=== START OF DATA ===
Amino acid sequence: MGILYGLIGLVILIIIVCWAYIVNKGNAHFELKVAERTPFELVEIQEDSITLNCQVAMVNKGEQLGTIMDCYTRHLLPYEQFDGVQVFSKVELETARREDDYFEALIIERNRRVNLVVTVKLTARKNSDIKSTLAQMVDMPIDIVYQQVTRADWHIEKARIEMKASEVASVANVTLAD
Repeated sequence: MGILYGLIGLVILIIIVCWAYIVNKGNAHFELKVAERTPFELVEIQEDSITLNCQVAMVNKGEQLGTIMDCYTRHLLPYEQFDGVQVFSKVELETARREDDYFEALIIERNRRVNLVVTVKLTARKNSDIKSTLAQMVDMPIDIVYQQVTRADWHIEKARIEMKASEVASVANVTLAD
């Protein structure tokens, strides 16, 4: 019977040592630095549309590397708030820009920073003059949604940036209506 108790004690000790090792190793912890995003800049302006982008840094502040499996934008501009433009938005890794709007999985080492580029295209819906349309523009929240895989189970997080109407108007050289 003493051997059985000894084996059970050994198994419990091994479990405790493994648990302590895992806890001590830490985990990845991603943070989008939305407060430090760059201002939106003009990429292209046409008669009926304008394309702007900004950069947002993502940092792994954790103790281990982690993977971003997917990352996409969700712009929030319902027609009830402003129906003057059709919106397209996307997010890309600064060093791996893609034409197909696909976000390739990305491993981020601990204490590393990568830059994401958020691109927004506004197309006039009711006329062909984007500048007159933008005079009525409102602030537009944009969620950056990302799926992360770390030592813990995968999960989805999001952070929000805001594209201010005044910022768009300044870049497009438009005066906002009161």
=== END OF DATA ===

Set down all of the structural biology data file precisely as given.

Amino acid sequence: MGILYGLIGLVILIIIVCWAYIVNKGNAHFELKVAERTPFELVEIQEDSITLNCQVAMVNKGEQLGTIMDCYTRHLLPYEQFDGVQVFSKVELETARREDDYFEALIIERNRRVNLVVTVKLTARKNSDIKSTLAQMVDMPIDIVYQQVTRADWHIEKARIEMKASEVASVANVTLAD
Repeated sequence: MGILYGLIGLVILIIIVCWAYIVNKGNAHFELKVAERTPFELVEIQEDSITLNCQVAMVNKGEQLGTIMDCYTRHLLPYEQFDGVQVFSKVELETARREDDYFEALIIERNRRVNLVVTVKLTARKNSDIKSTLAQMVDMPIDIVYQQVTRADWHIEKARIEMKASEVASVANVTLAD
């Protein structure tokens, strides 16, 4: 019977040592630095549309590397708030820009920073003059949604940036209506 108790004690000790090792190793912890995003800049302006982008840094502040499996934008501009433009938005890794709007999985080492580029295209819906349309523009929240895989189970997080109407108007050289 003493051997059985000894084996059970050994198994419990091994479990405790493994648990302590895992806890001590830490985990990845991603943070989008939305407060430090760059201002939106003009990429292209046409008669009926304008394309702007900004950069947002993502940092792994954790103790281990982690993977971003997917990352996409969700712009929030319902027609009830402003129906003057059709919106397209996307997010890309600064060093791996893609034409197909696909976000390739990305491993981020601990204490590393990568830059994401958020691109927004506004197309006039009711006329062909984007500048007159933008005079009525409102602030537009944009969620950056990302799926992360770390030592813990995968999960989805999001952070929000805001594209201010005044910022768009300044870049497009438009005066906002009161």